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For those that went to last week’s Owen football game, it is easy to get caught up in what went wrong.

The defense struggled to stop the Tuscola offense from start to finish.

Mistakes in key situations caused the offense, which was impressive at times, to stall.

There were turnovers. And dropped passes too did not really help much either.

By the waning minutes of the fourth quarter, players on the sideline looked frustrated, and some even disappointed.

It certainly wasn’t the result Coach Nathan Padgett was looking for in his first home game at the helm.

But the thing about sports is that there is never time to mourn a loss.

As time expired at last week’s game, players and coaches were already thinking about how to improve.

Coach Padgett was probably thinking about what worked and what didn’t work against Tuscola.

Offensive coordinator Anthony Lee was pondering why certain plays did and didn’t work in situations.

Football is a game of preparation. You play on Friday night, and start getting ready for the team you are playing next week.

You have to have a short memory if you want to excel on the football field.

If you throw a pick don’t get too down on yourself. You will have a chance to make it right when you are back on the field.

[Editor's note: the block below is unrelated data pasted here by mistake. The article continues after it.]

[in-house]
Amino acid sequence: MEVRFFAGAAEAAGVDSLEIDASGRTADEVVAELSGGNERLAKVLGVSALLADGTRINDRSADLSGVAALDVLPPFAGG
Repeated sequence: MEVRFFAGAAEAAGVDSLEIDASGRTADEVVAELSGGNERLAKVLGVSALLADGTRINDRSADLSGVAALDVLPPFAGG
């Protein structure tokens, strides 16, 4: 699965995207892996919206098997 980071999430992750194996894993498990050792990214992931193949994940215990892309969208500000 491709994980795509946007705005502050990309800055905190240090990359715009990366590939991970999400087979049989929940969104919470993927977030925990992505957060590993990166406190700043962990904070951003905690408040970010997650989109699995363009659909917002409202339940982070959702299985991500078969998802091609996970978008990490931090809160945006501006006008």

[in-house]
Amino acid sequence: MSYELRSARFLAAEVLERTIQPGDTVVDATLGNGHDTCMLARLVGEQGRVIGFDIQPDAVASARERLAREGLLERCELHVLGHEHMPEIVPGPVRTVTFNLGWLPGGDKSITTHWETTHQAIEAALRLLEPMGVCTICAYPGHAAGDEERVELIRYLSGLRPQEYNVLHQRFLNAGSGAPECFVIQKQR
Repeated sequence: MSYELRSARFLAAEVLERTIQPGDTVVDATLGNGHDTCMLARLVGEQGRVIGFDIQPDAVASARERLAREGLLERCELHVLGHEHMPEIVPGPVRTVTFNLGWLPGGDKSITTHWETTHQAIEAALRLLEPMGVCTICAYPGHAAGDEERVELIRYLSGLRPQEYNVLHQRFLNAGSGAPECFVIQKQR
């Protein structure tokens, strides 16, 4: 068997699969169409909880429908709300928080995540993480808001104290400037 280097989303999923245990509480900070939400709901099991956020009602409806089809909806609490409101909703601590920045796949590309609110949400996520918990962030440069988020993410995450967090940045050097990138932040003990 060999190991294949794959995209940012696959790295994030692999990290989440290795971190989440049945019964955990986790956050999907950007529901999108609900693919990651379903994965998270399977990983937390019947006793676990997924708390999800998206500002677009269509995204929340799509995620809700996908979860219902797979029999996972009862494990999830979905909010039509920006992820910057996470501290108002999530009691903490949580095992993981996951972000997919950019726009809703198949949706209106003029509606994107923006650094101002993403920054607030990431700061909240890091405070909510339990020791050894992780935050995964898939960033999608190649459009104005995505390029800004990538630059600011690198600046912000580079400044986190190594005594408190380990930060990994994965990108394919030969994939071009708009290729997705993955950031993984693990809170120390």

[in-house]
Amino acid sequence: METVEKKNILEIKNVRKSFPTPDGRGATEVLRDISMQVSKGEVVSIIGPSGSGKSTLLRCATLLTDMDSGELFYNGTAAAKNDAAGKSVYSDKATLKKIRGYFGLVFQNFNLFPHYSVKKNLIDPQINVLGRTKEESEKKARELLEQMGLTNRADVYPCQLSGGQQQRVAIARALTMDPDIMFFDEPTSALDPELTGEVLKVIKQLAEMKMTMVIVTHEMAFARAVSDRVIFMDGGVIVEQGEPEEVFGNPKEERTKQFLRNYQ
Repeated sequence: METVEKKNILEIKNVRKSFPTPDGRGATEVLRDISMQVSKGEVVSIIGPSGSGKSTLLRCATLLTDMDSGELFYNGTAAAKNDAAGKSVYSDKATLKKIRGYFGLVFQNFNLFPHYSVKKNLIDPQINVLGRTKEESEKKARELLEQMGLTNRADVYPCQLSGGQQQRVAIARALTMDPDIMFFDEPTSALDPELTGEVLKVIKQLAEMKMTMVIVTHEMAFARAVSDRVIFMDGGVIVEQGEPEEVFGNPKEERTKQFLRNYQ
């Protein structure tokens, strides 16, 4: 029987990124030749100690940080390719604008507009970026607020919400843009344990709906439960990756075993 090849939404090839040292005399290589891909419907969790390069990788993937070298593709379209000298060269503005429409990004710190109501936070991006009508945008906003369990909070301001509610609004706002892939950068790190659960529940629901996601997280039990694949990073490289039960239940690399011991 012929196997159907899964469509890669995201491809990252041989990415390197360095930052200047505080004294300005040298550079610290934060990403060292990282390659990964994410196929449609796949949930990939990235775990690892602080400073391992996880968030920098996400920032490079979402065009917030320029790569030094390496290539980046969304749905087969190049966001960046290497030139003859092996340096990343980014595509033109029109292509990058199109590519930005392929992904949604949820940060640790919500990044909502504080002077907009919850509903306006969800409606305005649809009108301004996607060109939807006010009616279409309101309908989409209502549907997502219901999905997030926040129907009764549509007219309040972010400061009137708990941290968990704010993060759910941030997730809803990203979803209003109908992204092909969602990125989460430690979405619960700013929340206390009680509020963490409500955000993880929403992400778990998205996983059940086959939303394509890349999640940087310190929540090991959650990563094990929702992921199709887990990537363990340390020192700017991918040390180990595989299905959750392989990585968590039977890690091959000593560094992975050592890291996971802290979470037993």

The same is true with defense.

If your man gets by you for a touchdown on one play, keep him from doing it again when you see him the next time.

As I drove home from last week’s 49-27 loss against Tuscola, my car was silent. At first I felt bad for the Warhorses for not being able to win their opening home game.

Then I started to think about the lessons we can learn from sports.

What if we all pursued the things in life that we love the most with the tenacity and passion that athletes who pursue their craft do?

What if we were all able to immediately forget about our mistakes and focus on doing better the next time?

What if when our “teammates” stumbled in life, we were there to pull them up off of the ground and say “Don’t worry, I’ve got you”?

As the game wrapped up last week I saw a lot of disappointed faces, some grimaces and a good amount of head shaking.

But what I didn’t see was finger-pointing.

I heard supportive words from teammate to teammate.

So this week, when your workday feels long and your patience is low, tell a coworker “good job” and give your boss a high five.

If you make a mistake with an assignment, commit yourself to doing better the next time.

Then go out there with your team and get ready for the next play.

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